Refugee Camp Visit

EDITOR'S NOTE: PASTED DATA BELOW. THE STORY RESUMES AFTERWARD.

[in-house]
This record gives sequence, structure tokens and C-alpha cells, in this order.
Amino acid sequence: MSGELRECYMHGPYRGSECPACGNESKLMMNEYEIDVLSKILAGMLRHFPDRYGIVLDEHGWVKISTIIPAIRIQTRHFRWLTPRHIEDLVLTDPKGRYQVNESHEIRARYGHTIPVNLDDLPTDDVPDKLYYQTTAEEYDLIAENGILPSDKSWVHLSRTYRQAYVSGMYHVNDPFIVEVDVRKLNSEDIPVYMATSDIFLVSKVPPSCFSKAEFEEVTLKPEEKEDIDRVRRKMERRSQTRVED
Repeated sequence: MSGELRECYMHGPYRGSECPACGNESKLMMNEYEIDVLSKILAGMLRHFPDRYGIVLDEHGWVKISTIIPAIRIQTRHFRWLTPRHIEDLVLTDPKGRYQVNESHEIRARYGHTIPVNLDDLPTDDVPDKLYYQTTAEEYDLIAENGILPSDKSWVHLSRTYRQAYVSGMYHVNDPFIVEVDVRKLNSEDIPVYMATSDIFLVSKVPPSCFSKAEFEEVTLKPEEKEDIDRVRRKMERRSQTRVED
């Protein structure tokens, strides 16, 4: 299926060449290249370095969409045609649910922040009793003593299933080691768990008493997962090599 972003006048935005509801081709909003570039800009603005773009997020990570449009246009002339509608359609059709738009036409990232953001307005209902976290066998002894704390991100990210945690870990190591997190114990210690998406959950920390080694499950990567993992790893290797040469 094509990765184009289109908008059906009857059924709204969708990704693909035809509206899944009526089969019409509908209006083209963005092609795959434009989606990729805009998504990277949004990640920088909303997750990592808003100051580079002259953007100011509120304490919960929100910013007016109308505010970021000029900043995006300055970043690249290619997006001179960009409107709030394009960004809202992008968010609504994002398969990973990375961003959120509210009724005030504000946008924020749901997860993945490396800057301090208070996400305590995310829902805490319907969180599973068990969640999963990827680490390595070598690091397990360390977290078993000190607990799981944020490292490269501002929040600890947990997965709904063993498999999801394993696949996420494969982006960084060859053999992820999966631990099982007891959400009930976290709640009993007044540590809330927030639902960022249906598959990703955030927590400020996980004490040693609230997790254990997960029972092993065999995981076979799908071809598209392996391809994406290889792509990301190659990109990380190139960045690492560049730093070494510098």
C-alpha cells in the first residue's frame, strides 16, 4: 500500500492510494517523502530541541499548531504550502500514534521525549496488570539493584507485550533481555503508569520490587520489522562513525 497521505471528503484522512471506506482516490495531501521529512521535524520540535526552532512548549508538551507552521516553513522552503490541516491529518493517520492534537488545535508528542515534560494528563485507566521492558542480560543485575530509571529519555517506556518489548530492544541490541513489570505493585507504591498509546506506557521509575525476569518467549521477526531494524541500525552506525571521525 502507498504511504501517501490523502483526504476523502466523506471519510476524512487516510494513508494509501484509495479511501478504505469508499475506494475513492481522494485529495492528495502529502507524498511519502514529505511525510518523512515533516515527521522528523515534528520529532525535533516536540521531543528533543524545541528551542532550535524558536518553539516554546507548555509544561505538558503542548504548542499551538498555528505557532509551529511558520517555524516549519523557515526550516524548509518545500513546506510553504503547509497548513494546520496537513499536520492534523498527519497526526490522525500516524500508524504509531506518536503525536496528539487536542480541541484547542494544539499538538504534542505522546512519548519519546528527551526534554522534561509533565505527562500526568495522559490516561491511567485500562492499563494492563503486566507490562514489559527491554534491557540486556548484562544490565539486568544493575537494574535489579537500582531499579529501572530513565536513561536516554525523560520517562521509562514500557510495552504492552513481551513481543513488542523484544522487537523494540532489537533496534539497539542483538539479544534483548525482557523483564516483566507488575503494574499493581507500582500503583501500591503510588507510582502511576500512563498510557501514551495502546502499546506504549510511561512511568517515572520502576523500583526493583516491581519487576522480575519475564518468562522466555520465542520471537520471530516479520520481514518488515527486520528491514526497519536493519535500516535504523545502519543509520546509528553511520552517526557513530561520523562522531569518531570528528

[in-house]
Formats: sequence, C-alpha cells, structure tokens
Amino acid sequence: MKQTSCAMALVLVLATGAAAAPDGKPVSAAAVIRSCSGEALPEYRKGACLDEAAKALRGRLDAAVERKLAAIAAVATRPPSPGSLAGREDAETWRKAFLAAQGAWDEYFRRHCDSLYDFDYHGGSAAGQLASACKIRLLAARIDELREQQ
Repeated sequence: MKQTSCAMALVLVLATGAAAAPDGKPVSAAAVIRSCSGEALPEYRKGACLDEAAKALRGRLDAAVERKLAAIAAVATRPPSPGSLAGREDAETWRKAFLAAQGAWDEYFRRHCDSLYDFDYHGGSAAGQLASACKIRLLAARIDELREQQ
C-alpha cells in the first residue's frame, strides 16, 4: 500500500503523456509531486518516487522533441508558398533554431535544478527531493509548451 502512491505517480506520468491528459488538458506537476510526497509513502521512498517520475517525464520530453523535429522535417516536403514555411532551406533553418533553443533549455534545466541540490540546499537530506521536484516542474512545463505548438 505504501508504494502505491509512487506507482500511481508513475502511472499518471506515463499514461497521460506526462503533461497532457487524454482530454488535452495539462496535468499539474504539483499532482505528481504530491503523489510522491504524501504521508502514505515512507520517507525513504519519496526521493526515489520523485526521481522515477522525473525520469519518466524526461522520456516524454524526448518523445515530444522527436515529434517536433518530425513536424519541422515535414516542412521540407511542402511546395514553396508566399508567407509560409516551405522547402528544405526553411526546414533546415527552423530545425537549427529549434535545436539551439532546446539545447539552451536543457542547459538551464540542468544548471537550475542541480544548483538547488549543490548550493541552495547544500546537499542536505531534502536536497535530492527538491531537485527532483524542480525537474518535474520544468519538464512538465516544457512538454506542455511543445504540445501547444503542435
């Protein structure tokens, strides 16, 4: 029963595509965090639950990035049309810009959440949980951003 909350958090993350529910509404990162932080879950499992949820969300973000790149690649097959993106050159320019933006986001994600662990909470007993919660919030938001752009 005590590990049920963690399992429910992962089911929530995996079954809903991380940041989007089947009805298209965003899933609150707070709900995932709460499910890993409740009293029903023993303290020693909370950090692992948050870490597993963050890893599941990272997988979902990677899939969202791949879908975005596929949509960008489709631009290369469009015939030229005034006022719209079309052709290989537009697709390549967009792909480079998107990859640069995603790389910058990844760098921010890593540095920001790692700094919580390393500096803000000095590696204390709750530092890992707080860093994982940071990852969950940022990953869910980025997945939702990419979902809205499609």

world’s newest state of South Sudan has been a civil conflict between different factions of the government and opposition groups. Victims from all sides of the conflict are streaming into Uganda, seeking refuge from constant killings and ongoing famine. We visited two of these refugee camps, which are now more realistically called refugee settlements on the signs that welcome you down the dirt roads that lead to them. When we arrived, what we saw, fortunately, did not match what we expected. These camps were a year old and, at this point, have been fairly well established by the UN. Expecting to see tens of thousands crowded onto dry plots of land, we instead found mud huts, latrines, and grid-like roads connecting clusters of homes, and inhabitants that had found their way to spread out across the establishment. Schools have been built, but classes contain 800 students. And individuals are given 12 kilos of food rations per month, but as newer camps are opened elsewhere, those rations are soon to be cut in half, in order to provide for the continued infux of refugees. We met with the 50 girls who are soon to be moved to our partner school in Kampala, to receive an education, food, clean water, shelter, and of course – a Sweet Sleep bed. For the first time, three translators were needed – one for English, and two for the two tribes of children represented there. Ironically, they are from the two tribes that are currently at war with each other in South Sudan; both victims, and living peacefully together. We asked if many of the 1.5 million refugees that had entered Uganda would ever go back to South Sudan, and how their presence would change Uganda in the long run. Some of the refugees have found their way across Uganda, finding new lives, as our 50 girls soon will in Kampala. Others may return once peace has been restored in their country. But the vast majority will remain. Eventually resources will run out and it will be time for the refugees to fully integrate themselves into Uganda. The refugee settlements will be closed, and the lives the inhabitants had established in the camps will once again be disrupted. We’ve been coming to Uganda for eight years now, and we’ve watched as the IDP camps from the war in Uganda were closed, and Ugandans were forced to return to their old homes, or find new lives outside of the displacement camps. It’s been a harrowing journey for those we’ve come to know, and Uganda has transformed over the years as stability settles in over the country. As Uganda embraces its newest inhabitants, we see the landscape of our work continue to evolve. We believe the 50 beds we’re giving this week as the beginning of our call to respond to a crisis. Please join us in praying about how Sweet Sleep will respond to the needs of the South Sudanese refugees in Uganda. Pray that the beds we might provide would be a catalyst for change for the recipients. And pray for partnerships that will fuel and provide for this response. There is a great corollary between how we’ve seen Ugandan women with so little take in orphaned and vulnerable children as their own. We’re humbled to be a part of history, as Uganda heals and rebuilds, and also embraces the victims of war from its neighbor to the north.]]>